“We’ve been planning this for some time and are concerned that Microsoft’s recent announcement about their holoportation is a spoiling tactic. The timing is very coincidental” says Mark who has been providing support to smaller practitioners for many years and has been looking for a way to fill a gap in his service offerings.

“I provide loads of free stuff on my website and a low cost online course to help accountants build a more Successful Practice. Beyond that I have a face to face group called The Inner Circle which meets in London and a premium 1-2-1 mentoring facility too.

I’ll be launching a new online programme shortly to provide support to a wider range of accountants around the UK. This hologram facility may become the technology we use to deliver the programme. If it turns out to be impracticable I’ll go back to the original plan of online meetings.”

The hologram service is only being promoted today because of the nature of the Japanese Outsourcing Knowledge Experiment. Thereafter accountants will be invited to attend a webinar being prepared especially for sole practitioner accountants who want to make a breakthrough in the development of their practice. Please email Mark if you would like to be advised when the webinar is being run.

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How do you decide which bookkeeping software to trust?

It’s not often that you see a huge supplier to your business sector subliminally promoting you. Maybe that’s stretching the facts but I was amused to see a recent post on the Sage One blog titled: TrustMark.

TrustMark is a Government backed quality scheme that is intended to signpost people to reputable local firms and expert tradespeople working to Government-endorsed standards.

Why am I referencing TurstMark here? Partly because I found the post on the SageOne blog, partly because it sounds like an encouragement to recognise my integrity but primarily because of an analogy that I hope you’ll find useful.

It seems that TrustMark was launched 10 years ago, which means I should have come across it previously. I’d have thought I would remember, but it seems not. I would imagine that there was a bit of a fuss about it when it was launched. Since then it has been partly superseded by better known and better funded alternatives eg: Checkatrade, TrustedTraders and TrustaTrader – even though they are all quite different.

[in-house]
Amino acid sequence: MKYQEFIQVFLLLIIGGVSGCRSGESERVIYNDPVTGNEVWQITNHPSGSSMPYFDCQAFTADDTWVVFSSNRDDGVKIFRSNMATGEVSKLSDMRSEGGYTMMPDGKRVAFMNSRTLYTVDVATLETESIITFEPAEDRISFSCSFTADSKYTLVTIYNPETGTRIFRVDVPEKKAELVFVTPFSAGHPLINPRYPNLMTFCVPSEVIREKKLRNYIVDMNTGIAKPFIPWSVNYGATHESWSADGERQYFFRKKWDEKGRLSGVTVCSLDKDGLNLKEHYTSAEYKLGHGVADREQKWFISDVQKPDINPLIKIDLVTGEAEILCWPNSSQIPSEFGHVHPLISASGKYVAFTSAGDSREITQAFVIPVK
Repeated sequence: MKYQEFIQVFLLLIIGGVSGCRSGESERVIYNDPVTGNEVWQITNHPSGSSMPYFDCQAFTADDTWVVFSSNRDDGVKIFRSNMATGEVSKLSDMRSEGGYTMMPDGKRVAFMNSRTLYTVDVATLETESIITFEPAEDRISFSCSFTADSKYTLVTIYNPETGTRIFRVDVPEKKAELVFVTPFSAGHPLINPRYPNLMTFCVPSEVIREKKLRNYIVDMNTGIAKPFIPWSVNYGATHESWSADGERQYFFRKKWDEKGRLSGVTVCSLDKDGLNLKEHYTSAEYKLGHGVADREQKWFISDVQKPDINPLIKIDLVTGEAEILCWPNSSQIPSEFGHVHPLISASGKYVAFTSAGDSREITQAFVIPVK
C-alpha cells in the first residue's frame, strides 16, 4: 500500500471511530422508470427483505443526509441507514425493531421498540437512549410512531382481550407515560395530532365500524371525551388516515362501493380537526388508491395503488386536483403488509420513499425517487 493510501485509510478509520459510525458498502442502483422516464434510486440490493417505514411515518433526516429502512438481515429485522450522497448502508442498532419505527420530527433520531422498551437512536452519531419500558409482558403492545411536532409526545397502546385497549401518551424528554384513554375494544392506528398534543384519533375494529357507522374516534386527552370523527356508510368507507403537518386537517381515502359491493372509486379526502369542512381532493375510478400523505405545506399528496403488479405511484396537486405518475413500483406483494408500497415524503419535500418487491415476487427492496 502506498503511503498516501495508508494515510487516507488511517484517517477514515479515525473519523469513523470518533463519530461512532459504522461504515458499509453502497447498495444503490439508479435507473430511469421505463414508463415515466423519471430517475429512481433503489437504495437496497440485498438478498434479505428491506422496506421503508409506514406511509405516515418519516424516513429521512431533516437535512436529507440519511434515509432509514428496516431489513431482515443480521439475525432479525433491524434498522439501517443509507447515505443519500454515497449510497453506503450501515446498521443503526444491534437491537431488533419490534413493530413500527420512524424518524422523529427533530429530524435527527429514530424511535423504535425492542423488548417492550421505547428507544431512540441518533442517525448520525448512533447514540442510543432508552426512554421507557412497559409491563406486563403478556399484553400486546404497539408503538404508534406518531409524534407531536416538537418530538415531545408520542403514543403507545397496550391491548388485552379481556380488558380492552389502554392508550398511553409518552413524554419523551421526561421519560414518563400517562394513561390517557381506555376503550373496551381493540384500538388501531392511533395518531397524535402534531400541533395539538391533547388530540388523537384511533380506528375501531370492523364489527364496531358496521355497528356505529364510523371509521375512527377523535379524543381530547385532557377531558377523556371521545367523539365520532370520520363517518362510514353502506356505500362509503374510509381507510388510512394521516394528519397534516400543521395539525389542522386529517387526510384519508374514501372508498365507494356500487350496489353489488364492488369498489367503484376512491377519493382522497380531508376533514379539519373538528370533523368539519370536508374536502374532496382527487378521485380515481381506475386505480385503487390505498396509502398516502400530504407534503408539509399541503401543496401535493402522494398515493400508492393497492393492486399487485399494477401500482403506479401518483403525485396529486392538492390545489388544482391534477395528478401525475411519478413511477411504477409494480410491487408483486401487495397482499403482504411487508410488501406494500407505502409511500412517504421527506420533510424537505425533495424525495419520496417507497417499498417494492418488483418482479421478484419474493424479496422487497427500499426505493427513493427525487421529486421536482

Something similar has happened in the world of bookkeeping and accounting software. I read recently that Sage has reached 100,000 Sage One subscriptions in the UK. Few of the alternative suppliers have the same pedigree and yet we often hear more about them than we do about Sage. Why is that I wonder?

I’m not a tech blogger as you know. My focus is on helping individual accountants (and other professionals) to STAND OUT from their competitors, from their peers and from the crowd. The accounting and bookkeeping software houses have to do this too. I imagine they all seem pretty interchangeable at first glance. But I understand that there are some quite significant differences in terms of functionality, price, support, ease of use (for you and for clients) and all sorts of other factors.

If you have yet to choose a preferred solution you need to be careful to avoid simply following the herd. What suits other small practitioners may not be ideal for you and your client base.

Indeed there are plenty of accountants who are, effectively, software agnostics. They are happy to use different software for different clients. If this approach resonates, what will be your policy when you learn that a prospective new client uses a bookkeeping package that is new to your practice? Is there a limit as to how many different packages you will allow your clients to use?

Now that you have the facility to run these programmes in the cloud one key reason for limiting the number of different packages has gone. Cloud based software doesn’t require you to install regular or even annual updates. In theory therefore there is no need to limit the number of different packages that clients use. That is unless you have learned from experience or from other accountants of limitations and irritants that you wish to avoid.

But I am now in danger of over stretching my ability to comment on these systems. I like to limit myself to those topics about which I can speak with some authority – whether on my blog, in workshops or on conference stages.

Three years ago I spoke at the Sage Accountants Roadshow on the #FutureOfAccounting. The focus of my presentation was how accountants can use social media. As ever, I debunked some of the hype (much of which exists to this day). I love doing this and my enthusiasm for doing so probably comes across even stronger now than it did in 2013.

I used an analogy back then comparing social media to a car. I suggested that some accountants who start using social media are like people who get into car and try to drive without first understanding anything about the clutch and the gearstick. It wouldn’t be a very comfortable journey and might well put one off driving. Many accountants who try out social media are in much the same position. They don’t find it useful or helpful, principally because they have bought into the hype but don’t really understand what they are doing.